Aquatic center relies on ROCKFON ceiling systems to create attractive, functional,
Chicago (June 2016) – Located 40 minutes from Vancouver, British Columbia, the City of Surrey’s Guildford Recreation Centre features a new 112,000-square-foot aquatic center. Helping create an attractive, functional and sustainable facility, ROCKFON Sonar® acoustic stone wool ceiling systems were installed throughout the new space.
In the next 30 years, one in five metro Vancouver residents are predicted to live in Surrey. Serving its growing community, the Guildford Recreation Centre’s multi-purpose facility is open seven days a week. Expanding the existing recreation facility by 75,000 square feet, the $38.6 million project includes a larger fitness center and lobby, more office space, a bridge and 300 seats for spectators, plus the 37,000-square-foot aquatic center. Constructed while the existing recreation center and parking remained fully operational, the aquatic center addition was completed in Feb. 2015.
The design and construction team included Bing Thom Architects (BTA), SHAPE Architecture, general contractor Heatherbrae Builders, specialty contractor StructureCraft Builders and acousticians at BKL Consultants Ltd. BTA led the aquatic center’s overall design as it previously had for Surrey’s iconic Central City complex and City Centre Library. Adding to BTA’s experience, SHAPE provided specialization in designing the facility’s pools.
“At Bing Thom Architects, we try to provide unique elements in all our projects. These elements contribute to enhancing the user’s experience of the space and creating iconic forms in the physical landscape,” said BTA’s project manager, Lisa Potopsingh. “With the Guildford Aquatic Centre, these unique elements are the integrated wood trusses and the use of natural light within the natatorium and the pixelated pre-cast panels of the façade.”
Known for its experience with architecturally exposed timber structures and trusses, StructureCraft was involved at the earliest stages in the design process. Potopsingh continued, “We spent a lot of time together considering the best way to integrate the structural, mechanical, electrical and acoustical elements, so services were not exposed and it was aesthetically pleasing. We wanted to keep things clean, white and modern in the natatorium. The integrated trusses helped in this way and also created some texture to the space.”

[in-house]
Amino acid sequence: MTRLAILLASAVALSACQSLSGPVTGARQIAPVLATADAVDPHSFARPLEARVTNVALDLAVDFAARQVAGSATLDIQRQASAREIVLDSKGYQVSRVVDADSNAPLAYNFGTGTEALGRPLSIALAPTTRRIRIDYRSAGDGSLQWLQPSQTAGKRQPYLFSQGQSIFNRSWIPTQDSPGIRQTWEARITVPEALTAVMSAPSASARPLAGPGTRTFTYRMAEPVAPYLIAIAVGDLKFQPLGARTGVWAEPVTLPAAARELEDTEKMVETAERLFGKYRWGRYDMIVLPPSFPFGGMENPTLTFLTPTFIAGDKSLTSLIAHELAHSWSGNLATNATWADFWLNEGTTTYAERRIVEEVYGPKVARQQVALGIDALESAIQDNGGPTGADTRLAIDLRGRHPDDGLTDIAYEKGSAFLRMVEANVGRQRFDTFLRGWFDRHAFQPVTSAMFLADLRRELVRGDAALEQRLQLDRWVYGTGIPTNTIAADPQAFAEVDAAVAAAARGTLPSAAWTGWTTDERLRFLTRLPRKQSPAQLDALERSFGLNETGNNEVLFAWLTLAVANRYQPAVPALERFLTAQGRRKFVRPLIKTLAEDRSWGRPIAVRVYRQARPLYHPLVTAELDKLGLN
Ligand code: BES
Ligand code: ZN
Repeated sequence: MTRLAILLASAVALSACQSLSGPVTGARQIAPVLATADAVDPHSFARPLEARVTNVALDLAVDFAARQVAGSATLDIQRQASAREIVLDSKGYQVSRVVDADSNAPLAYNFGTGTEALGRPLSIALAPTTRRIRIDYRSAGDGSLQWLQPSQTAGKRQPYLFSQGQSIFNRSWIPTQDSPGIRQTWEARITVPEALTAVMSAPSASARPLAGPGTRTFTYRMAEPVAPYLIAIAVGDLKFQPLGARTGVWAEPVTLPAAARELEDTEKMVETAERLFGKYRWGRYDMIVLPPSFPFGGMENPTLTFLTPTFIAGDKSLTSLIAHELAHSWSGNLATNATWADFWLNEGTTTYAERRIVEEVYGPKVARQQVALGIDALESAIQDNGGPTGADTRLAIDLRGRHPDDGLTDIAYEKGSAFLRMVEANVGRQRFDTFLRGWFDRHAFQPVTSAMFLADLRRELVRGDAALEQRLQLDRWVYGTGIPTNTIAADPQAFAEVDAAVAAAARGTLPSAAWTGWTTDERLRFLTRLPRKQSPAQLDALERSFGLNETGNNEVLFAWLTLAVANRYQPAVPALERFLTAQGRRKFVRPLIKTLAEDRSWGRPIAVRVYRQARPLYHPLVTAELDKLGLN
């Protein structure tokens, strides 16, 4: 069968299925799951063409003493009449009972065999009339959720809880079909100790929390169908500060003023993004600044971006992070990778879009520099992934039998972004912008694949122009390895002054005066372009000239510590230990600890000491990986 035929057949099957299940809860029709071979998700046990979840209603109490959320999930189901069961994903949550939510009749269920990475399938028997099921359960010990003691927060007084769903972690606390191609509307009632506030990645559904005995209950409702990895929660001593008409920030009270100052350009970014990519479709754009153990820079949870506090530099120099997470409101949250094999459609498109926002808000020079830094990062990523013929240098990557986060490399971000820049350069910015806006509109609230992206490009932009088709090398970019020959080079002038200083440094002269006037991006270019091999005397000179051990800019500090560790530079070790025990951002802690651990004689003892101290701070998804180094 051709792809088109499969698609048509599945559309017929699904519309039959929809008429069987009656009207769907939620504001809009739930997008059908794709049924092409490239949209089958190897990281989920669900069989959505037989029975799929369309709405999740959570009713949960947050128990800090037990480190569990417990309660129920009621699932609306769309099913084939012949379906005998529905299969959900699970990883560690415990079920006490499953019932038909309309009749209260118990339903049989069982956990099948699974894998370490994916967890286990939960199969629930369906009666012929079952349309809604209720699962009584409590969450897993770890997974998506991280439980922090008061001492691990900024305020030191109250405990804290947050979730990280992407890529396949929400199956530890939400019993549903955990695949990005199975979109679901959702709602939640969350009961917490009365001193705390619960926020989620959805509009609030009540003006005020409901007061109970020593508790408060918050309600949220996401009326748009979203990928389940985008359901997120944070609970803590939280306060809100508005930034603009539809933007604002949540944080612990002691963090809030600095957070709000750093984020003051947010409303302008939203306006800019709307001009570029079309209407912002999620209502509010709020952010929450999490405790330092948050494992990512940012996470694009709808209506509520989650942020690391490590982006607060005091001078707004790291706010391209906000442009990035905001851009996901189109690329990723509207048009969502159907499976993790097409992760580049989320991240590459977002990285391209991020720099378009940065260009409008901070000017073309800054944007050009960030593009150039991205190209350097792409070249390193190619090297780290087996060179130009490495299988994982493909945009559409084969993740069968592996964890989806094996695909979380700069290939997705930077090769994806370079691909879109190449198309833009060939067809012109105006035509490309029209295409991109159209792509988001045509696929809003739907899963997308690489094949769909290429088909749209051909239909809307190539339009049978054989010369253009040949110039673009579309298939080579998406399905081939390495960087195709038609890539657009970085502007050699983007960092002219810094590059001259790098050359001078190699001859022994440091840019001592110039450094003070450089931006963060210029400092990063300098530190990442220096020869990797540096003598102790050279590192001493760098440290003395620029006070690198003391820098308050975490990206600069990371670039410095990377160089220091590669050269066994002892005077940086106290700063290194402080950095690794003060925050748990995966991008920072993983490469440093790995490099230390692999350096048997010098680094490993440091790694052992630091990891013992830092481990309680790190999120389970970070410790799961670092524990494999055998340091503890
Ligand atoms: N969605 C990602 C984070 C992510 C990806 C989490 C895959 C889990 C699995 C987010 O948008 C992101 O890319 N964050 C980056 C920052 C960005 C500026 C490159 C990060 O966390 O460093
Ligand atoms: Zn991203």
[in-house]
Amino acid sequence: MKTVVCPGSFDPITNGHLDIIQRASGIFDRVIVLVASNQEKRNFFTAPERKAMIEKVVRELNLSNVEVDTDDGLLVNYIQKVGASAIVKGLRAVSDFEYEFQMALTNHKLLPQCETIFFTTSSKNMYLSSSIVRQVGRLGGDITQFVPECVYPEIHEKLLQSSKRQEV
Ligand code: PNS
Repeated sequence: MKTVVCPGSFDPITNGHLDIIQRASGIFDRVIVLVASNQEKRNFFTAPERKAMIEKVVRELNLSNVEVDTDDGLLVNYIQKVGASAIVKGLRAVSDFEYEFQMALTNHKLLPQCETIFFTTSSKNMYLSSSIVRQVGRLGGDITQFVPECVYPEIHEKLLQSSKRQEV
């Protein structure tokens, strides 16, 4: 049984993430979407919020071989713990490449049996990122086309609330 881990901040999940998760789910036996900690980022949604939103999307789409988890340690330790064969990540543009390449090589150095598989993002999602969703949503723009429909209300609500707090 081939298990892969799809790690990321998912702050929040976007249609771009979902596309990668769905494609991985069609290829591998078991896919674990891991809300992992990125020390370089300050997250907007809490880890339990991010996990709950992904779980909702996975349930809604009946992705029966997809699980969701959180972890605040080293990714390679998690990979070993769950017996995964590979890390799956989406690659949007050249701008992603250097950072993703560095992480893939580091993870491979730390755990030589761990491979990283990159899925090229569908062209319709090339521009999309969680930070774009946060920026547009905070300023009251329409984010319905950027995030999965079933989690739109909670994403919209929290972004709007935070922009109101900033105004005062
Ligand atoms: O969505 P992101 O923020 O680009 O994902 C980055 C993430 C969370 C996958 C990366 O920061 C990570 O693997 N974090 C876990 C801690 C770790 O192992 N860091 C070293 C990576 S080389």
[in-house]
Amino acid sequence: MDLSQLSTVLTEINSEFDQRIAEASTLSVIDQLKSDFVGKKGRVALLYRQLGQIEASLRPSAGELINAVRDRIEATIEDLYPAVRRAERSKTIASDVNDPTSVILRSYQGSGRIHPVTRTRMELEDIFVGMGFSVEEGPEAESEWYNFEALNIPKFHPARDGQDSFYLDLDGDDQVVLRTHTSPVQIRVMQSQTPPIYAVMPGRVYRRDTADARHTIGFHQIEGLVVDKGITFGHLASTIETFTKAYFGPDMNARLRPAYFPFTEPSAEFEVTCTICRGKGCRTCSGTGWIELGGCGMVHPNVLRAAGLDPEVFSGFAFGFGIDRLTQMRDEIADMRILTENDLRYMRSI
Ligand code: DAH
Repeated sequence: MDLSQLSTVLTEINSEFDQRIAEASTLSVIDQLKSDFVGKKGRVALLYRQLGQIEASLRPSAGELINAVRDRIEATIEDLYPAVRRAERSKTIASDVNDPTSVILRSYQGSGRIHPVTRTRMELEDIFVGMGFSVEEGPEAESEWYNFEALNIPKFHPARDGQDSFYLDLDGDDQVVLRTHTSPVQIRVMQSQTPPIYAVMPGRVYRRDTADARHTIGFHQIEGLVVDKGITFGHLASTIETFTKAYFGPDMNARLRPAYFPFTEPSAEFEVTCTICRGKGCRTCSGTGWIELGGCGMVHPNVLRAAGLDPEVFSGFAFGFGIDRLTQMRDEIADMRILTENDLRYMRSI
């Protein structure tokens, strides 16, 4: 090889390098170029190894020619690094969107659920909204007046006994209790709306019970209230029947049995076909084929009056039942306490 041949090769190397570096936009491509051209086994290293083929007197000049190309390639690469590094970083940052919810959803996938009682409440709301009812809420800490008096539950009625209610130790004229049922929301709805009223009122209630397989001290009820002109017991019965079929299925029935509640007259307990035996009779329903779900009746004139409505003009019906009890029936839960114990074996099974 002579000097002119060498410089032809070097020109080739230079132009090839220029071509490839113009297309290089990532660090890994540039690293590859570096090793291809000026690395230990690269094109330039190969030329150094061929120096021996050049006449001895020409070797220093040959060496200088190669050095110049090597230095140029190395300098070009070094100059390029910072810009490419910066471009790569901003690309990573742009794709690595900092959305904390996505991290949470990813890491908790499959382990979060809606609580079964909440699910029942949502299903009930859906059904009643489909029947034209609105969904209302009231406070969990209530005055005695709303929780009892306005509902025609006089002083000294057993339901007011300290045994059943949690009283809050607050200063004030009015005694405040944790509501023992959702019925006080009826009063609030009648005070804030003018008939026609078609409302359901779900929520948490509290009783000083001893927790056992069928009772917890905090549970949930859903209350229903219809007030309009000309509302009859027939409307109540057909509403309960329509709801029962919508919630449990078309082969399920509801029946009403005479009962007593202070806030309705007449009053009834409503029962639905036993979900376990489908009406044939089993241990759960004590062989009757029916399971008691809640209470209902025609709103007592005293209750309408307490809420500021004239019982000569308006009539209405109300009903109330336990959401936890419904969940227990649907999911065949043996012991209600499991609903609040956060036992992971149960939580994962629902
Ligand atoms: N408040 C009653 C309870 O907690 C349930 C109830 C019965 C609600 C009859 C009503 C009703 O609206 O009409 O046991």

“We considered the space, its function and its construction. We saw the challenge in front of us first, as a performance specification,” explained StructureCraft’s business development engineer, Brian Woudstra. “Structurally, we needed to engineer it in the most efficient way to take the loads. Acoustically, we needed to manage the noise and echoes. All of the lighting in the pool was to be indirect, so we needed a highly reflective material to direct available light throughout the space. Atmospherically, we would be dealing with humidity and chlorine from the pool. On site, we knew we would have no storage space and no time to build in the field.”
With the clarity of the challenges before them, StructureCraft carefully considered its options. “We proposed a system of 22 trusses, 100-feet-long each, that would be stored and completed off-site, then craned into place. Each truss would be prefabricated with everything from the roof membrane to the mechanical ducts, sprinklers, light fixtures, insulation and ceiling panels,” described Woudstra.
Ceiling panel selection was a critical part in meeting the overall performance specification and the building team’s approval. “We must have looked at 10 different ceiling manufacturers before ROCKFON was chosen,” remembered Woudstra. “Although ROCKFON’s products were new to us in North America, we reviewed its demonstrated history and precedents on other pool projects in Europe. ROCKFON’s ceiling panels met the project’s acoustic, light reflectance and atmospheric requirements, and the budget target.”
“Pools and gyms are notorious for their noise,” observed Woudstra. Imagining the Surrey natatorium filled with participants and spectators for a competitive event, the volume and echoes potentially could reach painful levels. Mitigating this, ROCKFON Sonar ceiling panels are made from stone wool, an inherently high-performing, sound-absorptive material.